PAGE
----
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There are many different ways to go about helping your child get onto the property ladder, and each option requires careful consideration. 

 

Gifting a deposit 

 

Perhaps the simplest way to help your child obtain a mortgage is by providing them with a deposit. 

 

If you have the savings, then a gifted deposit will help the child to put more money down up front, reducing the risk to the lender and, in all likelihood, reducing their monthly payments. 

 

Lenders do normally require proof that the money is a gift, though, meaning a declaration should be signed as proof that you do not want the money to be repaid. 

 

You could just lend the money to your child to actually purchase the property, but this is seen as a loan in the eyes of a lender, and may go against the child’s application. 

 

Guarantor mortgages 

 

A guarantor mortgage is another relatively simple way to helping your children to get a property. 

 

You will be required to sign as a guarantor, meaning if your child defaults on their repayments, you will be liable to make the payments. 

 

If things get worse, your property can be used as collateral, so you must ensure your child has the means to repay the mortgage. 

 

Joint mortgages 

 

If your child would like a more expensive property, then a joint mortgage may be the route to go down.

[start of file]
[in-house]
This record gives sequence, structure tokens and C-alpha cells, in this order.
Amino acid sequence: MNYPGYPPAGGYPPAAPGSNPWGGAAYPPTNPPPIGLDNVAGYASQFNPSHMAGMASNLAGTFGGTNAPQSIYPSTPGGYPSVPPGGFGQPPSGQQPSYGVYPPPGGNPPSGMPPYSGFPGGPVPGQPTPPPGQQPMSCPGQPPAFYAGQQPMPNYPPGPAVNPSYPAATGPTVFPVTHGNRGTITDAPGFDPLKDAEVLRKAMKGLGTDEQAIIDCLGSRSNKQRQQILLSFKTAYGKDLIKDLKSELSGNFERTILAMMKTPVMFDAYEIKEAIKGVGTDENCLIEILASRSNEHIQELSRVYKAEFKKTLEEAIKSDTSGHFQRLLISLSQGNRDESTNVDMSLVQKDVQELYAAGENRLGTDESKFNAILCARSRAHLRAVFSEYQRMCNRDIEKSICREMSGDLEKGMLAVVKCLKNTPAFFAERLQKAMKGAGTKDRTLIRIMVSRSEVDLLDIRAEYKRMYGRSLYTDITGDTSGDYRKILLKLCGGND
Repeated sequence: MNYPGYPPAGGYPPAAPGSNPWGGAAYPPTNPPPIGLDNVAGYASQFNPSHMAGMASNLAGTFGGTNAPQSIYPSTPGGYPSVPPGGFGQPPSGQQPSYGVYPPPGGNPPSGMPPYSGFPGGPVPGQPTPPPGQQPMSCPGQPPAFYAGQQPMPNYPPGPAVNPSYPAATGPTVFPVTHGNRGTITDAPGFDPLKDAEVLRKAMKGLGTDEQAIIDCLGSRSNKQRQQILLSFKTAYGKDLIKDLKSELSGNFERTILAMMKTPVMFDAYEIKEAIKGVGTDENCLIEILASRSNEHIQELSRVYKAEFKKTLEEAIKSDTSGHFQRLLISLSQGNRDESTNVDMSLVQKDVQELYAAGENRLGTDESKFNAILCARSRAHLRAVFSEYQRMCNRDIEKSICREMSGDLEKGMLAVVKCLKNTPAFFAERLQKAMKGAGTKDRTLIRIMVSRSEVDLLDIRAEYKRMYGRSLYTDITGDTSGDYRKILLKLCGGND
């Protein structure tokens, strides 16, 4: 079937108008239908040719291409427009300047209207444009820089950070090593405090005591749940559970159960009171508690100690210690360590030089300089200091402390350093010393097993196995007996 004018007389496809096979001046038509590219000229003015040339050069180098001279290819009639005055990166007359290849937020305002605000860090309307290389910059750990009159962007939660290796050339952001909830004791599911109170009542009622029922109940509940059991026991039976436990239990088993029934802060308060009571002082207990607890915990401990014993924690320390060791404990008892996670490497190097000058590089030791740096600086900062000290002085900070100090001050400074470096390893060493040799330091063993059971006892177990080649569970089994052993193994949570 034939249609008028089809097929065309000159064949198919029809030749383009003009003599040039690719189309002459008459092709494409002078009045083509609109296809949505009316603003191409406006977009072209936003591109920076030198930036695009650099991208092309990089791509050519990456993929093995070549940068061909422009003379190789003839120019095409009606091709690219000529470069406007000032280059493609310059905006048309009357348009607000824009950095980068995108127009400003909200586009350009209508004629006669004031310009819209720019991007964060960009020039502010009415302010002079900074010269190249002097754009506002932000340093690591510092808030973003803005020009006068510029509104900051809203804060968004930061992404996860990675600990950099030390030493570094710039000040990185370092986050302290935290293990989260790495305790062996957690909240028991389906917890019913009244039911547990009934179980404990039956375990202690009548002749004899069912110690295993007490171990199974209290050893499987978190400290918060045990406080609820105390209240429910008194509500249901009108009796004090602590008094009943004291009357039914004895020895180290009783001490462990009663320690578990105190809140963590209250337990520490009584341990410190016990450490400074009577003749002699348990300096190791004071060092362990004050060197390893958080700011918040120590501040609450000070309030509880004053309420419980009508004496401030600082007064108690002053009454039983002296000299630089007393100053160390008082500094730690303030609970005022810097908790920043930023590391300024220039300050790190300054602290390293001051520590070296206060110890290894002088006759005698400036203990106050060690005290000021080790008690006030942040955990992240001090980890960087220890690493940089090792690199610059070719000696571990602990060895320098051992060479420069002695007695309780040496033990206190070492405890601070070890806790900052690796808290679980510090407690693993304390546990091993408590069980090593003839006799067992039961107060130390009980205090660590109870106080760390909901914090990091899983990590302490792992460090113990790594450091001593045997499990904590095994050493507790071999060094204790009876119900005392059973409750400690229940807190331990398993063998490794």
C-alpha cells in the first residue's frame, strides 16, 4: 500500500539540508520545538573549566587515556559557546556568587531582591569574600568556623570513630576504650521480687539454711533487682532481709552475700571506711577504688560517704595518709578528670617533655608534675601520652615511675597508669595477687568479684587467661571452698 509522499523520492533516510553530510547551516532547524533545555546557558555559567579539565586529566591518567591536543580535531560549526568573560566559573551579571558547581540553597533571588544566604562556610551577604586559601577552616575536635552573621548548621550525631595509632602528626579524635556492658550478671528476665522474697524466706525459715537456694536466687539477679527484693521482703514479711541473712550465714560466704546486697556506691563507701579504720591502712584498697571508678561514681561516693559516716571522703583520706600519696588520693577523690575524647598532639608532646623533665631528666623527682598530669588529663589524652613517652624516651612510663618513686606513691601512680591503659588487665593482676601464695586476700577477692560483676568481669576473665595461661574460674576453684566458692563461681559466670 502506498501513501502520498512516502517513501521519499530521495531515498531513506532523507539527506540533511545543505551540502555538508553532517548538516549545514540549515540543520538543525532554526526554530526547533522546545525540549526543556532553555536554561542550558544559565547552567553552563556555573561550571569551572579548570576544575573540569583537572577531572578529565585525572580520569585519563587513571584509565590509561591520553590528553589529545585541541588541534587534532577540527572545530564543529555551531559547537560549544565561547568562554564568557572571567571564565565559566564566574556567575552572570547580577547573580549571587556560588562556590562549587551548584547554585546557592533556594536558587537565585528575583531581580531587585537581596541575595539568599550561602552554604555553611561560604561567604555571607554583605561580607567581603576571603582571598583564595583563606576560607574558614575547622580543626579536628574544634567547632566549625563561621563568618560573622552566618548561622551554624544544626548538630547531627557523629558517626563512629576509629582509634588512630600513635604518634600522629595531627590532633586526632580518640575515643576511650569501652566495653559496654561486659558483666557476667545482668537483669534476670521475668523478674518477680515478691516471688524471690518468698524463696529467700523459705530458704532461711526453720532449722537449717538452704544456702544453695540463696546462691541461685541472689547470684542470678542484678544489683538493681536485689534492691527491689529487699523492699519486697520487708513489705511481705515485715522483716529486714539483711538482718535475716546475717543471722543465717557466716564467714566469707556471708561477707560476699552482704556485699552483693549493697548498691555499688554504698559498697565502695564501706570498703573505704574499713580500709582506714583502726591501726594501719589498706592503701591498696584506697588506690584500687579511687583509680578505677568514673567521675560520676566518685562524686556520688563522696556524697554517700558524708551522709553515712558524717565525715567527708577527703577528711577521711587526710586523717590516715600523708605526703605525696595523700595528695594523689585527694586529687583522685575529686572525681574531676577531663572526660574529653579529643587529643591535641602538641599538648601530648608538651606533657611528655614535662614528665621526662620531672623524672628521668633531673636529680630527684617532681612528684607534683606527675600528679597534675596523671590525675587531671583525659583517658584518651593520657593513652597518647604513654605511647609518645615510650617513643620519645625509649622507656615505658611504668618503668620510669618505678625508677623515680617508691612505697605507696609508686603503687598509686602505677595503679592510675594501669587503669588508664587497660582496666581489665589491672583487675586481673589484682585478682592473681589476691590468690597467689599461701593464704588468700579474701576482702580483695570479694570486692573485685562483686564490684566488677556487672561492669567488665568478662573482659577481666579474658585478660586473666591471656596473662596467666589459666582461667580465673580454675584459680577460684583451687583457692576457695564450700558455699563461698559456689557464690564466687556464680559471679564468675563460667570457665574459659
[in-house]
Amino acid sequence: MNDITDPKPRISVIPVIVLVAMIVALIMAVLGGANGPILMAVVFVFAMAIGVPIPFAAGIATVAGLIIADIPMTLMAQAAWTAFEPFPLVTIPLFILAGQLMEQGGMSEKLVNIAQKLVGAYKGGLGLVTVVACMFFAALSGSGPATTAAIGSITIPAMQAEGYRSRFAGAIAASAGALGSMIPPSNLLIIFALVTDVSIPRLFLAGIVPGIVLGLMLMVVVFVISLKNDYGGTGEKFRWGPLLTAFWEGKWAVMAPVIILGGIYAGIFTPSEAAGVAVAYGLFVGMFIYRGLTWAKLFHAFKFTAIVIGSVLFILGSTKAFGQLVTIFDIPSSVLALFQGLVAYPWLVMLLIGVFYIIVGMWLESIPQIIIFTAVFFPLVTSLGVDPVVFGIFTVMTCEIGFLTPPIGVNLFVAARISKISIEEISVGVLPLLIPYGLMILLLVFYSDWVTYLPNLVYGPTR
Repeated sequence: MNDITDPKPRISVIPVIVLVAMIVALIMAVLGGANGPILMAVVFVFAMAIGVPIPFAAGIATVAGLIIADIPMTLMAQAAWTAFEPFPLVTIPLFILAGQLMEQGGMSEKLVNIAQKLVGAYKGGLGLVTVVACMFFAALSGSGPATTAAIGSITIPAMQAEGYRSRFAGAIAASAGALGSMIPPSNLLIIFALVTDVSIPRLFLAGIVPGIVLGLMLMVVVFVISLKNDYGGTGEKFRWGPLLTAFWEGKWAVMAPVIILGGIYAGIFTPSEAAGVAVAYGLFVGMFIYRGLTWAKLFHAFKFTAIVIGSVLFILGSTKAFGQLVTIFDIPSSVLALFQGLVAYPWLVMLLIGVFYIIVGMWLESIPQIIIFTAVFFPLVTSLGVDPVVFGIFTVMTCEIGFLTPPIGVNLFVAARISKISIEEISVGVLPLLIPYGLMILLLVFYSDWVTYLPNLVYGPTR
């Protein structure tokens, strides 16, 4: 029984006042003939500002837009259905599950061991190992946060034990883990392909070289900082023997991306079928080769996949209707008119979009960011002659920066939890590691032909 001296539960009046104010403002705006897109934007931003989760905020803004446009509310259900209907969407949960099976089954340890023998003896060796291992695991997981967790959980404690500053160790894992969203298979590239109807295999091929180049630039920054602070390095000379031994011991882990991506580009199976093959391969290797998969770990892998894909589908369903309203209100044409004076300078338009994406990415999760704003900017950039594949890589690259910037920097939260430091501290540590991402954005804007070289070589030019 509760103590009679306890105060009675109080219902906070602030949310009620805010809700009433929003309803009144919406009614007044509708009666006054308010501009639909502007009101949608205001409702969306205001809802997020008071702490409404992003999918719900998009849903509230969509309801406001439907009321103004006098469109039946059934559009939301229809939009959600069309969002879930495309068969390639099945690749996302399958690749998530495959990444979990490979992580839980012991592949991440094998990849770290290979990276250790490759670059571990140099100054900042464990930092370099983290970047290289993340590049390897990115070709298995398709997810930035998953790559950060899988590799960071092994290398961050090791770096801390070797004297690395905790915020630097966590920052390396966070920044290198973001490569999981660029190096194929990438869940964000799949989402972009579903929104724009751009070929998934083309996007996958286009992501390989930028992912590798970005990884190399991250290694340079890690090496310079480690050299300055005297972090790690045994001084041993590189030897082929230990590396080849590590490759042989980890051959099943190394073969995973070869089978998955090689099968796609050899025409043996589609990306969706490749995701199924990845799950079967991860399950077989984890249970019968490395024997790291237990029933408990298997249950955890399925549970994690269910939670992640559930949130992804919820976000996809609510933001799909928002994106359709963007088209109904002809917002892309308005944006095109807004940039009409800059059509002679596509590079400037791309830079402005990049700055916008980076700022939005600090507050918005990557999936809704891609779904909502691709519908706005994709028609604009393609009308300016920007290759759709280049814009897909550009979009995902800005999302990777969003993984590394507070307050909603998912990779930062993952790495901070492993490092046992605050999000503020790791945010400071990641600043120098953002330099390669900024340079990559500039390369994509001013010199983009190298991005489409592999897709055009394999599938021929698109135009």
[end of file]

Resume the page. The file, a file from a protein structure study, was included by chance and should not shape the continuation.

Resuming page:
Joint mortgages for parent and child take into account the earnings of you, the parent, when working out the affordability of a client. 

 

This option is best used when you no longer have a mortgage on your property, as another property may be considered a second home, meaning you may be liable to pay capital gains tax (CGT) on the property if sold. There may also be extra stamp duty costs when buying a second home. 

 

Offset mortgages 

 

An offset mortgage allows you to use the value of your savings against your child’s mortgage.  

 

A lender will usually require you to put a certain amount in a savings account with them that’s tied to the mortgage. This then reduces the amount of interest on the mortgage as the savings are used to offset it. 

 

You will normally get your money back after a certain percentage of the mortgage has been paid off. 

 

Of course, with all these options, there are risks. Talk to an expert adviser to see which option is best for you and your circumstances. 

 

For advice on getting a mortgage for your children, speak to one of our expert advisers who will be able to help you with the next steps.